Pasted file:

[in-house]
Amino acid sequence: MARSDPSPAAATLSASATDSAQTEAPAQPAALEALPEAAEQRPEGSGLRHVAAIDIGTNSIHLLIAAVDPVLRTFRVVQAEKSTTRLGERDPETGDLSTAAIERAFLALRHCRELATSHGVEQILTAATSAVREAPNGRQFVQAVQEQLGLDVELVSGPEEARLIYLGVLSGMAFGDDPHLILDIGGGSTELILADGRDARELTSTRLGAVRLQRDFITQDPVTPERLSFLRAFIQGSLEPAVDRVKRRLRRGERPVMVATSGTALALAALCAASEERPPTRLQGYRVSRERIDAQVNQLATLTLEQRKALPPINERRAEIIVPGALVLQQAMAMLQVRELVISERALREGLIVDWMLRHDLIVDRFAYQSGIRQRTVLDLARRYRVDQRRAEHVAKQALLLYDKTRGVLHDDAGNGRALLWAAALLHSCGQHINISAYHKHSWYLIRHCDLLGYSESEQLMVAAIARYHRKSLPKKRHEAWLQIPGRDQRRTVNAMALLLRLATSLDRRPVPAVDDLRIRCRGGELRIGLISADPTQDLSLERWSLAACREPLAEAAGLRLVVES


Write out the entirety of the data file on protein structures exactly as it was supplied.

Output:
[in-house]
Amino acid sequence: MARSDPSPAAATLSASATDSAQTEAPAQPAALEALPEAAEQRPEGSGLRHVAAIDIGTNSIHLLIAAVDPVLRTFRVVQAEKSTTRLGERDPETGDLSTAAIERAFLALRHCRELATSHGVEQILTAATSAVREAPNGRQFVQAVQEQLGLDVELVSGPEEARLIYLGVLSGMAFGDDPHLILDIGGGSTELILADGRDARELTSTRLGAVRLQRDFITQDPVTPERLSFLRAFIQGSLEPAVDRVKRRLRRGERPVMVATSGTALALAALCAASEERPPTRLQGYRVSRERIDAQVNQLATLTLEQRKALPPINERRAEIIVPGALVLQQAMAMLQVRELVISERALREGLIVDWMLRHDLIVDRFAYQSGIRQRTVLDLARRYRVDQRRAEHVAKQALLLYDKTRGVLHDDAGNGRALLWAAALLHSCGQHINISAYHKHSWYLIRHCDLLGYSESEQLMVAAIARYHRKSLPKKRHEAWLQIPGRDQRRTVNAMALLLRLATSLDRRPVPAVDDLRIRCRGGELRIGLISADPTQDLSLERWSLAACREPLAEAAGLRLVVES